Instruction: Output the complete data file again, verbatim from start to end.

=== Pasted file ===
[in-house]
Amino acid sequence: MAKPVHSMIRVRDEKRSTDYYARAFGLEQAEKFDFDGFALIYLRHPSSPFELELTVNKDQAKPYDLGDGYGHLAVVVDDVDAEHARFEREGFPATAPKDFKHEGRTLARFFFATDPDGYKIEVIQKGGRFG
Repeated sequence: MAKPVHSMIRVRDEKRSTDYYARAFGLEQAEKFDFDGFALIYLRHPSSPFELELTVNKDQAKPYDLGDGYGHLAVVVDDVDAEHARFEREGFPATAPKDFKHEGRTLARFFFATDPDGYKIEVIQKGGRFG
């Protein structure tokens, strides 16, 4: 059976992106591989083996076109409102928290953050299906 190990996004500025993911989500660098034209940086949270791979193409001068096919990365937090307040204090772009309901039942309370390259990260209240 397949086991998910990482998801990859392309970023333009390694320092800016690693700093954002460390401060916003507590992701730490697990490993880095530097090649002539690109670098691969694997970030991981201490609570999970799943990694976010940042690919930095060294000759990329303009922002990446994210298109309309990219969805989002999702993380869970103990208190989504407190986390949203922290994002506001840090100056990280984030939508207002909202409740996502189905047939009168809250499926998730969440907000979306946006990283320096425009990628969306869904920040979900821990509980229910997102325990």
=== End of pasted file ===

[in-house]
Amino acid sequence: MAKPVHSMIRVRDEKRSTDYYARAFGLEQAEKFDFDGFALIYLRHPSSPFELELTVNKDQAKPYDLGDGYGHLAVVVDDVDAEHARFEREGFPATAPKDFKHEGRTLARFFFATDPDGYKIEVIQKGGRFG
Repeated sequence: MAKPVHSMIRVRDEKRSTDYYARAFGLEQAEKFDFDGFALIYLRHPSSPFELELTVNKDQAKPYDLGDGYGHLAVVVDDVDAEHARFEREGFPATAPKDFKHEGRTLARFFFATDPDGYKIEVIQKGGRFG
């Protein structure tokens, strides 16, 4: 059976992106591989083996076109409102928290953050299906 190990996004500025993911989500660098034209940086949270791979193409001068096919990365937090307040204090772009309901039942309370390259990260209240 397949086991998910990482998801990859392309970023333009390694320092800016690693700093954002460390401060916003507590992701730490697990490993880095530097090649002539690109670098691969694997970030991981201490609570999970799943990694976010940042690919930095060294000759990329303009922002990446994210298109309309990219969805989002999702993380869970103990208190989504407190986390949203922290994002506001840090100056990280984030939508207002909202409740996502189905047939009168809250499926998730969440907000979306946006990283320096425009990628969306869904920040979900821990509980229910997102325990």